posted by benzenedream at 12:37 AM on January 29, 2009 [1 favorite]

Although the news of successful topical siRNA delivery is pretty exciting, the authors of the linked paper seem a bit careless with respect to possible effects on the immune system. I worked in an RNAi lab for a few months, and inflammation was definitely something that had to be considered, especially when doing an antiviral study. False positives are not unheard of, because double-stranded RNA like siRNA can activate the innate immune system, resulting in what seems like anti-viral activity but is simply a natural consequence of the body's immune defenses.

What's more, although they cite this paper (Misinterpreting the therapeutic effects of siRNA caused by immune stimulation, Robbins et al.) in their paragraph rebutting the possibility of siRNA-caused inflammatory responses, I wonder how thoroughly they read it. The Robbins paper specifically points out that:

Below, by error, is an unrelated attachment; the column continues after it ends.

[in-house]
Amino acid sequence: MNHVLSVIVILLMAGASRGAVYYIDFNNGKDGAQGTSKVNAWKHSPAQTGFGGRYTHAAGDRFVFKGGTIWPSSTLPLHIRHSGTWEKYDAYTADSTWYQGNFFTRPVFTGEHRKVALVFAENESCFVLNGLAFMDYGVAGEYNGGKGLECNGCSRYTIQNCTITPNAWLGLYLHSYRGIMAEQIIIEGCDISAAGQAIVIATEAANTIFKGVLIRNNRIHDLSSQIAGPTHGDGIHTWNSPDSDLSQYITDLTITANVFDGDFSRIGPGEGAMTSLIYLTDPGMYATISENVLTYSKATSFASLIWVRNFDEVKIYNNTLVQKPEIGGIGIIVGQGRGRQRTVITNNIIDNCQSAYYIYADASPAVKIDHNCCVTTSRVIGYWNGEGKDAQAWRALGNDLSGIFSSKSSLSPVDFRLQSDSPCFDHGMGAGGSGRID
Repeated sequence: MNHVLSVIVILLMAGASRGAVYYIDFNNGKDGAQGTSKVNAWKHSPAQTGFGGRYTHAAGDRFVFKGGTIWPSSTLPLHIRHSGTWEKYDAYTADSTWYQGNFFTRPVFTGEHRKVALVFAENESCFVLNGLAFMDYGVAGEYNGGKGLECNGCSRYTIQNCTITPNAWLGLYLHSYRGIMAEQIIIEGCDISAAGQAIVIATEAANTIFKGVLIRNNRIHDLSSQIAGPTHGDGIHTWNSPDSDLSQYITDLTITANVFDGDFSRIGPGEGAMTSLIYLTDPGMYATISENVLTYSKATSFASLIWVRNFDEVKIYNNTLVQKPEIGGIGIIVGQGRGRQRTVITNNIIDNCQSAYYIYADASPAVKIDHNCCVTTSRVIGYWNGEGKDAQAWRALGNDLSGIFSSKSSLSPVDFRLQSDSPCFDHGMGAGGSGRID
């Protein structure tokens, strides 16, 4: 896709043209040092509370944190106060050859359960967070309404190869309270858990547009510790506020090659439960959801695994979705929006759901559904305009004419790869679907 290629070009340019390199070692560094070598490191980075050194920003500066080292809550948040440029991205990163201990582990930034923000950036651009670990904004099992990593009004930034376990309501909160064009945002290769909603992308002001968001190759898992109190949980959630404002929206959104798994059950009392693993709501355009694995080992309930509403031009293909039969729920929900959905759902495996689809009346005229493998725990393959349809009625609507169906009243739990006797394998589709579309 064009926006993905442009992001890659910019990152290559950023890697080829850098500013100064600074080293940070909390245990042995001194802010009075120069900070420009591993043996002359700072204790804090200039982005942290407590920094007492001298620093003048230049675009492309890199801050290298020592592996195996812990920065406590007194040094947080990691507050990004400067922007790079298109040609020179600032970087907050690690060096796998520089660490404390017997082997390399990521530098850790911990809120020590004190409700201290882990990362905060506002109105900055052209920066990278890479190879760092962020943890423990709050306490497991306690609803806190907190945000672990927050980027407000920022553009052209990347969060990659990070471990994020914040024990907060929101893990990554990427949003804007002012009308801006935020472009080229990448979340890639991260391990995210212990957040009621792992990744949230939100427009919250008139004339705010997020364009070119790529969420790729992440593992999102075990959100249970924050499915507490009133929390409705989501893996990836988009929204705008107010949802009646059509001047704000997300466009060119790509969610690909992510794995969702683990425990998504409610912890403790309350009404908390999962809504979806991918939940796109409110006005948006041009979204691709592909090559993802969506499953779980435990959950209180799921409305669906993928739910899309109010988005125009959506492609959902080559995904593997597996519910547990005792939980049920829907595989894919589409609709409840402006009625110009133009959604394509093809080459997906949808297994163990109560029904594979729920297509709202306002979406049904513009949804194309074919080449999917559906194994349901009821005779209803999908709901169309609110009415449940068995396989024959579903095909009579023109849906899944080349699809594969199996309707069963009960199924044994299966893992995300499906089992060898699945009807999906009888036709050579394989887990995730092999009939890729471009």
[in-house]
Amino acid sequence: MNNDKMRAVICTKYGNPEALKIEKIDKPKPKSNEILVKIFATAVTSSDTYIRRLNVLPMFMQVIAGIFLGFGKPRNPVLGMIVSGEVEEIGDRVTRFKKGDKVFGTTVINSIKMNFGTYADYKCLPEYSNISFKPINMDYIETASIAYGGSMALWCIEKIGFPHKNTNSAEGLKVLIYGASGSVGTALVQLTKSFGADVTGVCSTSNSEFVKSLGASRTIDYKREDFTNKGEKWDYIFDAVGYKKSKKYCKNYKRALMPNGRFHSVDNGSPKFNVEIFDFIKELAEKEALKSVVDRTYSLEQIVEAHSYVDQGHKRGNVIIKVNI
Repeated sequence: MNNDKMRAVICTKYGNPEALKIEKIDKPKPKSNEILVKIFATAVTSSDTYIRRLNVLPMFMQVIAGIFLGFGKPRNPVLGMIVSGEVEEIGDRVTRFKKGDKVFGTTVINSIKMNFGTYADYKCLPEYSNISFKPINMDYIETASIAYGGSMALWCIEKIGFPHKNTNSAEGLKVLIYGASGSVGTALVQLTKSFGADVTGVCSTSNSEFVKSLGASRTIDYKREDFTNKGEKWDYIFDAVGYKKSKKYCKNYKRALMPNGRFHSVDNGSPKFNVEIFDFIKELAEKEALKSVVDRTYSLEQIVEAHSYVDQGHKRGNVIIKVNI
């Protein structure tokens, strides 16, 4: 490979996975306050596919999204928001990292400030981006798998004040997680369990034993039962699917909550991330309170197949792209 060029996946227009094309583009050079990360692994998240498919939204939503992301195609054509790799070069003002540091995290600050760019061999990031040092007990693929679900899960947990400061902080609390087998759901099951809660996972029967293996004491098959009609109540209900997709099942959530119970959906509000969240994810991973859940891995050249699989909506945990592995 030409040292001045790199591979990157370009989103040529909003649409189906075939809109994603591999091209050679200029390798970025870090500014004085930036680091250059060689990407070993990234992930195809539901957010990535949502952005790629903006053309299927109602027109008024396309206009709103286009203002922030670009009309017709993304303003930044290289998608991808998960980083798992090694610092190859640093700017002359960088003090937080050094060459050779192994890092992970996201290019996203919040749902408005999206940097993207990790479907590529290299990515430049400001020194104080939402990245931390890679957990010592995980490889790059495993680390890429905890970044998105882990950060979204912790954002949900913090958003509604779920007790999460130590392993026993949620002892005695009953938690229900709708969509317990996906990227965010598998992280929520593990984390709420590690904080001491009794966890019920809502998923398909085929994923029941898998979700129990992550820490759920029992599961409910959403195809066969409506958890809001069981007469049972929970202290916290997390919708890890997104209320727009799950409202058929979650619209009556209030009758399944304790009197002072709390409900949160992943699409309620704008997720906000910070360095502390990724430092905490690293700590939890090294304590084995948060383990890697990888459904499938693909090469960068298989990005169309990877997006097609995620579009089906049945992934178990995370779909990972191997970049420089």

a) The GFP siRNA commonly used as a control is much less immunostimulatory than standard siRNA, and so it isn't very useful for avoiding the sort of false positives I mentioned above; Wu et al. used a GFP siRNA anyways, although it's possible that they used one with a different sequence.

b) More damningly, the timepoint at which cytokine response is assayed is critical:

"In our experience, both the IFNα and inflammatory cytokine response to lipidic or PEI-complexed siRNA formulations is transient, typically peaking between 2 – 8 h and fully resolving within 24 h after administration ((Judge and MacLachlan, 2008), data not shown). It is most likely therefore that any assessment of IFNα at a single 24 h timepoint will fail to detect this type of response." (emphasis mine).

In the Wu paper, though, their only analysis of possible immune upregulation was to check "samples harvested 24 hr after the second dose" and conclude that "[interferon-response] genes also were not significantly induced".

With all that taken into account, I'm with benzenedream on this one - the interesting part is that they got successful topical delivery, and I think it's a long way off from being an actual HSV prophylactic.
posted by daelin at 2:05 AM on January 29, 2009 [3 favorites]

Sorry, reading this thread made me feel like a stupid 10 yr old
posted by Goofyy at 6:08 AM on January 29, 2009